Feb 13, 2020 | By Rick Turner

5 Myths About Medication Assisted Treatment That Keep Stigma Afloat


With the opioid epidemic plaguing the country in the last decade, it’s clear there’s been an imminent need for addiction and medical professionals to provide alternative forms of treatment. However, when it comes to traditional substance abuse disorder treatment, there appears to be many myths and stigmas surrounding new practices, including Medication Assisted Treatment (MAT). Though, such inaccuracies, antiquated belief systems, and lack of education about MAT can keep stigma afloat and deny those who continue to struggle, another approach to find recovery. Behind the scope of these beliefs lies a solidifying truth we’re about to break down. There are many paths to addiction, and Medication Assisted Treatment is only one.

MAT is Trading One Addiction for Another

Medication Assisted Treatment is defined as the use of medications combined with counseling and other therapies. While the goal of MAT is true harm reduction, it also is used to stabilize patients who would otherwise be unable to live productive lives without opioids. According to the Treatment Improvement Protocol (TIP) 43, by the Substance Abuse and Mental Health Services Administration, the goal of MAT is reducing or eliminating the use of illicit opioids and the problematic use of prescription drugs,” ultimately challenging the myth of substitution.

In fact, in September 2018, Surgeon General Jerome M. Adams called for FDA-approved medications in conjunction with behavioral and group therapy to treat opioid addiction. “Unfortunately, stigma has prevented many sufferers and their families from speaking about their struggles and from seeking help. The way we as a society view and address opioid use disorder must change — individual lives and the health of our nation depend on it,” he wrote in the statement.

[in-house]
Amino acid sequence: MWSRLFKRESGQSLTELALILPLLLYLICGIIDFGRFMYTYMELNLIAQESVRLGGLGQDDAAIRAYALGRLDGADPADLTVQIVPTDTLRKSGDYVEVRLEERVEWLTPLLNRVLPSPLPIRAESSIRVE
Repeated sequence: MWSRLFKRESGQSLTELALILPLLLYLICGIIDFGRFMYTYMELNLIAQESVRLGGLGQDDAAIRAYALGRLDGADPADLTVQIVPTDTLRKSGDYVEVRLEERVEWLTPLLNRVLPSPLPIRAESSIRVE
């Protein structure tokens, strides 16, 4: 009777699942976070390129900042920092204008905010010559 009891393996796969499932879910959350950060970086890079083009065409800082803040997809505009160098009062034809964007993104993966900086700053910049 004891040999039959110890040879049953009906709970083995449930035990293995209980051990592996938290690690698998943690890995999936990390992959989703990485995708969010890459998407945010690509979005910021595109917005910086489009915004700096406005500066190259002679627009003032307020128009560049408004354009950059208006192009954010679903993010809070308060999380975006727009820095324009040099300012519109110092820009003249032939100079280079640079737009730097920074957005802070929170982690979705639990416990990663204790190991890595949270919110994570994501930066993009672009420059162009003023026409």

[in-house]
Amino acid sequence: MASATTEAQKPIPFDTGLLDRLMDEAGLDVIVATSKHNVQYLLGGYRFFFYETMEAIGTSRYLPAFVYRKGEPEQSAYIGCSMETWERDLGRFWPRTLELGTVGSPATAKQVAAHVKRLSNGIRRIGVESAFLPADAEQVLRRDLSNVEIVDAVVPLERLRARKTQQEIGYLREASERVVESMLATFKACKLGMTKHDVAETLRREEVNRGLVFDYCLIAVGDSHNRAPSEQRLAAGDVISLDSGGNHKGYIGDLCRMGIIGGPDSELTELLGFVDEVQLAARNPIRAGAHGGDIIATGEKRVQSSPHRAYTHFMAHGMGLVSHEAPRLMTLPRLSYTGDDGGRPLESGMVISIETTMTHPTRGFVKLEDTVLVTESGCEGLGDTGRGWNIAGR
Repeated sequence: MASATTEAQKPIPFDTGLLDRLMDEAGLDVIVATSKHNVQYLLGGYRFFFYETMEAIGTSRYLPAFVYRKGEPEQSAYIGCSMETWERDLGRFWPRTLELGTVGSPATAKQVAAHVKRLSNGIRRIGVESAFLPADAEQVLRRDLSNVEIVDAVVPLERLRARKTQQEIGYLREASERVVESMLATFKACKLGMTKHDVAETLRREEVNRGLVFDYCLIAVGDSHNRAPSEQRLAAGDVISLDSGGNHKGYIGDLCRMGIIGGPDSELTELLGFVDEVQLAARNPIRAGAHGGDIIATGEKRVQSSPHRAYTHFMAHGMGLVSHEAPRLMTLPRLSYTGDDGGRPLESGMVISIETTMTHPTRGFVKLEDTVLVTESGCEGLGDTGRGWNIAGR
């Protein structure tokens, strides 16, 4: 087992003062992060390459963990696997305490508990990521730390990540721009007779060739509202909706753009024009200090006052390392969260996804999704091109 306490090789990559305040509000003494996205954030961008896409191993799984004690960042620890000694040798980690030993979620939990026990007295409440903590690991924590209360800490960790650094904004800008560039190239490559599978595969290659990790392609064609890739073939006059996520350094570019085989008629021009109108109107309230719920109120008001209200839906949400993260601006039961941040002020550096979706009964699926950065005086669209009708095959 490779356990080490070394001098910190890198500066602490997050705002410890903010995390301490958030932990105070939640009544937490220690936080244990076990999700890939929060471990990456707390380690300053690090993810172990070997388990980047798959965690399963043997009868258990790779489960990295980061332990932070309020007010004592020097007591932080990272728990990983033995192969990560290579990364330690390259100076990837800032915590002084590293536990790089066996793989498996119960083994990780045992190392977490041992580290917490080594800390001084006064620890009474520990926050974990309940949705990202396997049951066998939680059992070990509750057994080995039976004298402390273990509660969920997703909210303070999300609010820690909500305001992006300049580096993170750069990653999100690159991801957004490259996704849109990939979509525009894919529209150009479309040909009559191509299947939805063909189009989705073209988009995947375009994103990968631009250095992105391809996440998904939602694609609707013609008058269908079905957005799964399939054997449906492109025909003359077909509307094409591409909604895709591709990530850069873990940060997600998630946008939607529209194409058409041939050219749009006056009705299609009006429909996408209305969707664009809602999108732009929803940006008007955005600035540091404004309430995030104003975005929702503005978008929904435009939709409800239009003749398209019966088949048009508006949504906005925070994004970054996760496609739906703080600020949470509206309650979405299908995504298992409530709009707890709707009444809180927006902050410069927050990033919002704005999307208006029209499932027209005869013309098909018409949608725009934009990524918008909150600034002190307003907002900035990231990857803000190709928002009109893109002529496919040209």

MAT Is For The Weak

In today’s world, Medication Assisted Treatment is the recommended treatment for opioid addiction. Backed by the National Institute on Drug Abuse, The Centers of Disease Control and Prevention, and multiple other agencies, they all concur that addiction is a medical disease in which MAT has and continues to help prevent overdose and death. While there are few that are able to quit using opioids on their own, many go through cycles of brief periods of recovery and fall back into relapse. MAT combined with therapy and behavioral interventions can aid in bridging the gap to recovery.

MAT Is Supposed to Be Short Term

According to research from the Substance Abuse and Mental Health Services Administration (SAMHSA), those who stay on MAT for at least 1-2 years have the greatest rates of long-term success. While those with long-term abstinence can eventually taper down to complete abstinence under a physician’s direction, while paired with therapy, there is no evidence to suggested to support benefits from cessation.

MAT is Not Effective

Medication-Assisted Treatment doesn’t cure addiction or substance-abuse disorder, though it can certainly aid to help alleviate cravings, and facilitate recovery from addiction. Similar to insulin for diabetes that helps patients manage their disease and improve quality of life, Medication Assisted treatment is an aid to manage addiction. While you’re not necessarily cured, it helps alleviate symptoms.

Medication-Assisted Treatment Can Increase Overdose Risks

There are currently three approved medications under MAT. As an opioid antagonist, MAT helps prevent overdoses from occurring, and should be used with abstinence from other opioids. Some medications including Naltrexone prohibit one from achieving the euphoric effects of opioid addiction.

Substance use disorder (SUD) is a medical disease, and while not curable, it is treatable and shouldn’t be taken lightly. While each person’s recovery is different, each person’s way to gain sobriety varies. Medication Assisted Treatment is a proven way to find recovery and its life saving effects shouldn’t be underestimated.

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